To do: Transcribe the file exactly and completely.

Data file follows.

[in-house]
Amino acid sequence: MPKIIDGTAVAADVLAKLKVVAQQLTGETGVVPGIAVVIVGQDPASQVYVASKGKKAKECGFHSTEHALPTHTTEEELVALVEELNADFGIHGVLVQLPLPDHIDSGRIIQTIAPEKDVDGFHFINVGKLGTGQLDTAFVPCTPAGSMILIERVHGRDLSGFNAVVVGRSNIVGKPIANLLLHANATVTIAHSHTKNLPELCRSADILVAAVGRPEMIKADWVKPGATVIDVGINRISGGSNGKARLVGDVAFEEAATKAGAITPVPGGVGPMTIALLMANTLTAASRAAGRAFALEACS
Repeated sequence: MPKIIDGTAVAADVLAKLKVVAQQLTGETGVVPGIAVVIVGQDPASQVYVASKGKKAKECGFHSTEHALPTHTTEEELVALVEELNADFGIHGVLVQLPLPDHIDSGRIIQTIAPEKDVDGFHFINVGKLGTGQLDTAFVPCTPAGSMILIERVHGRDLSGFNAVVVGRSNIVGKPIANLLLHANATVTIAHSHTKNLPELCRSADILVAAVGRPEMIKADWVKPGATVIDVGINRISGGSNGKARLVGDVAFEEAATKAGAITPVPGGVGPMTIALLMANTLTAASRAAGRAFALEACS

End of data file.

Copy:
[in-house]
Amino acid sequence: MPKIIDGTAVAADVLAKLKVVAQQLTGETGVVPGIAVVIVGQDPASQVYVASKGKKAKECGFHSTEHALPTHTTEEELVALVEELNADFGIHGVLVQLPLPDHIDSGRIIQTIAPEKDVDGFHFINVGKLGTGQLDTAFVPCTPAGSMILIERVHGRDLSGFNAVVVGRSNIVGKPIANLLLHANATVTIAHSHTKNLPELCRSADILVAAVGRPEMIKADWVKPGATVIDVGINRISGGSNGKARLVGDVAFEEAATKAGAITPVPGGVGPMTIALLMANTLTAASRAAGRAFALEACS
Repeated sequence: MPKIIDGTAVAADVLAKLKVVAQQLTGETGVVPGIAVVIVGQDPASQVYVASKGKKAKECGFHSTEHALPTHTTEEELVALVEELNADFGIHGVLVQLPLPDHIDSGRIIQTIAPEKDVDGFHFINVGKLGTGQLDTAFVPCTPAGSMILIERVHGRDLSGFNAVVVGRSNIVGKPIANLLLHANATVTIAHSHTKNLPELCRSADILVAAVGRPEMIKADWVKPGATVIDVGINRISGGSNGKARLVGDVAFEEAATKAGAITPVPGGVGPMTIALLMANTLTAASRAAGRAFALEACS